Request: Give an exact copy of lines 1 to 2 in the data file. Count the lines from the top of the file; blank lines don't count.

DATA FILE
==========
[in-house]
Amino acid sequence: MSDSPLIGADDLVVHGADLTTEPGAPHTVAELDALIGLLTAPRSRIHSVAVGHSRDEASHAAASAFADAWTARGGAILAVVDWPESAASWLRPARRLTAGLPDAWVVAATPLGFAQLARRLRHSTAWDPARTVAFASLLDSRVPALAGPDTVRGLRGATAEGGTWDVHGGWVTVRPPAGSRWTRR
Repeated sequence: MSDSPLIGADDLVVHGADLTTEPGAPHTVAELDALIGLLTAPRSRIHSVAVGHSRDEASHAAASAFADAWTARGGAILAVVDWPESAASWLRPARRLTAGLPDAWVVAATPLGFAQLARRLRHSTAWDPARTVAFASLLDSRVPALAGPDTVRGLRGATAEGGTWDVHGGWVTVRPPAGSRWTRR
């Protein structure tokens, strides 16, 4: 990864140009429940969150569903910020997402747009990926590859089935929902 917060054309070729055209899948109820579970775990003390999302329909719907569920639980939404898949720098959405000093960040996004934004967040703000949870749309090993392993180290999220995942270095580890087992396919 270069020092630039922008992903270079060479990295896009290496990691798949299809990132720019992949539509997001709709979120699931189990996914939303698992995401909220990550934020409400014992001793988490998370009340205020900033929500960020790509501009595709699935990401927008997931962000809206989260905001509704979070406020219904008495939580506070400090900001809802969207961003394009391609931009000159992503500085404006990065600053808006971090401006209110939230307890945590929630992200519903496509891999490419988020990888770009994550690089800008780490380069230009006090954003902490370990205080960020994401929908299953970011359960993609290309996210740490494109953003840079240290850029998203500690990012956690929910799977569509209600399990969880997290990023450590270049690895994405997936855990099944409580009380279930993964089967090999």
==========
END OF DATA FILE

[in-house]
Amino acid sequence: MSDSPLIGADDLVVHGADLTTEPGAPHTVAELDALIGLLTAPRSRIHSVAVGHSRDEASHAAASAFADAWTARGGAILAVVDWPESAASWLRPARRLTAGLPDAWVVAATPLGFAQLARRLRHSTAWDPARTVAFASLLDSRVPALAGPDTVRGLRGATAEGGTWDVHGGWVTVRPPAGSRWTRR